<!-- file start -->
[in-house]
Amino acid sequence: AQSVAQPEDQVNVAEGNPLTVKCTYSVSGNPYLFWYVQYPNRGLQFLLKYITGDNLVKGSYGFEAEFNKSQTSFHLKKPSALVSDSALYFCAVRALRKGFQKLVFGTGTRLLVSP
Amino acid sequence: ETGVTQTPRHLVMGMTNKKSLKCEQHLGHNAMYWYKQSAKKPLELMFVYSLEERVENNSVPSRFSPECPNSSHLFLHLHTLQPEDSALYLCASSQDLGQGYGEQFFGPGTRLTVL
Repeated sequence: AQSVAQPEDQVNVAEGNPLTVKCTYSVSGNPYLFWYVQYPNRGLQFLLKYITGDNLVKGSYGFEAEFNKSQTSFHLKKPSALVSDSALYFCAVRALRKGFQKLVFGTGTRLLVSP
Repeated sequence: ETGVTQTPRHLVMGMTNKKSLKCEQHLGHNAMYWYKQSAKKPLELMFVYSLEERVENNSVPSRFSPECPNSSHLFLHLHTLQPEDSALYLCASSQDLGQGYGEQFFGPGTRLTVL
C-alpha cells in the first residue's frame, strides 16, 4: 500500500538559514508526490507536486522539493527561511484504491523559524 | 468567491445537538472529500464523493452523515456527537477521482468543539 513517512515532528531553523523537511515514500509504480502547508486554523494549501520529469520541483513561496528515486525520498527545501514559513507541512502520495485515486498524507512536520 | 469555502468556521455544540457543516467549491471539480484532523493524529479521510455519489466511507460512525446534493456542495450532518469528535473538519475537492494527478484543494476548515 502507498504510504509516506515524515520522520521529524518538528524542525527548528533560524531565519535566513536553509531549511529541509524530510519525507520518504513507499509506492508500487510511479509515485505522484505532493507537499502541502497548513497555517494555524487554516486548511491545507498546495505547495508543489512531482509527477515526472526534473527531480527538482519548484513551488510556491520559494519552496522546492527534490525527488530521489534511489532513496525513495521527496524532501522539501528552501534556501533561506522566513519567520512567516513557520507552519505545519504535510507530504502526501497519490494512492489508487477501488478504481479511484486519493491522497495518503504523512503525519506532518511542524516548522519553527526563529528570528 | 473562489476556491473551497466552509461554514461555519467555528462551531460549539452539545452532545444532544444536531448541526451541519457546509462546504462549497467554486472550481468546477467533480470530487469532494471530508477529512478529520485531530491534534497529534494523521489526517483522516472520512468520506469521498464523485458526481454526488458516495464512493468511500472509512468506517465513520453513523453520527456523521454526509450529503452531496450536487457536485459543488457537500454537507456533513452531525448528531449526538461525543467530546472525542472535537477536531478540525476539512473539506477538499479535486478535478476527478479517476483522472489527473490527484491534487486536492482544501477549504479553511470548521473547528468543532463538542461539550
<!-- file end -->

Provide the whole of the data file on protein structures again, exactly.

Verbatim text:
[in-house]
Amino acid sequence: AQSVAQPEDQVNVAEGNPLTVKCTYSVSGNPYLFWYVQYPNRGLQFLLKYITGDNLVKGSYGFEAEFNKSQTSFHLKKPSALVSDSALYFCAVRALRKGFQKLVFGTGTRLLVSP
Amino acid sequence: ETGVTQTPRHLVMGMTNKKSLKCEQHLGHNAMYWYKQSAKKPLELMFVYSLEERVENNSVPSRFSPECPNSSHLFLHLHTLQPEDSALYLCASSQDLGQGYGEQFFGPGTRLTVL
Repeated sequence: AQSVAQPEDQVNVAEGNPLTVKCTYSVSGNPYLFWYVQYPNRGLQFLLKYITGDNLVKGSYGFEAEFNKSQTSFHLKKPSALVSDSALYFCAVRALRKGFQKLVFGTGTRLLVSP
Repeated sequence: ETGVTQTPRHLVMGMTNKKSLKCEQHLGHNAMYWYKQSAKKPLELMFVYSLEERVENNSVPSRFSPECPNSSHLFLHLHTLQPEDSALYLCASSQDLGQGYGEQFFGPGTRLTVL
C-alpha cells in the first residue's frame, strides 16, 4: 500500500538559514508526490507536486522539493527561511484504491523559524 | 468567491445537538472529500464523493452523515456527537477521482468543539 513517512515532528531553523523537511515514500509504480502547508486554523494549501520529469520541483513561496528515486525520498527545501514559513507541512502520495485515486498524507512536520 | 469555502468556521455544540457543516467549491471539480484532523493524529479521510455519489466511507460512525446534493456542495450532518469528535473538519475537492494527478484543494476548515 502507498504510504509516506515524515520522520521529524518538528524542525527548528533560524531565519535566513536553509531549511529541509524530510519525507520518504513507499509506492508500487510511479509515485505522484505532493507537499502541502497548513497555517494555524487554516486548511491545507498546495505547495508543489512531482509527477515526472526534473527531480527538482519548484513551488510556491520559494519552496522546492527534490525527488530521489534511489532513496525513495521527496524532501522539501528552501534556501533561506522566513519567520512567516513557520507552519505545519504535510507530504502526501497519490494512492489508487477501488478504481479511484486519493491522497495518503504523512503525519506532518511542524516548522519553527526563529528570528 | 473562489476556491473551497466552509461554514461555519467555528462551531460549539452539545452532545444532544444536531448541526451541519457546509462546504462549497467554486472550481468546477467533480470530487469532494471530508477529512478529520485531530491534534497529534494523521489526517483522516472520512468520506469521498464523485458526481454526488458516495464512493468511500472509512468506517465513520453513523453520527456523521454526509450529503452531496450536487457536485459543488457537500454537507456533513452531525448528531449526538461525543467530546472525542472535537477536531478540525476539512473539506477538499479535486478535478476527478479517476483522472489527473490527484491534487486536492482544501477549504479553511470548521473547528468543532463538542461539550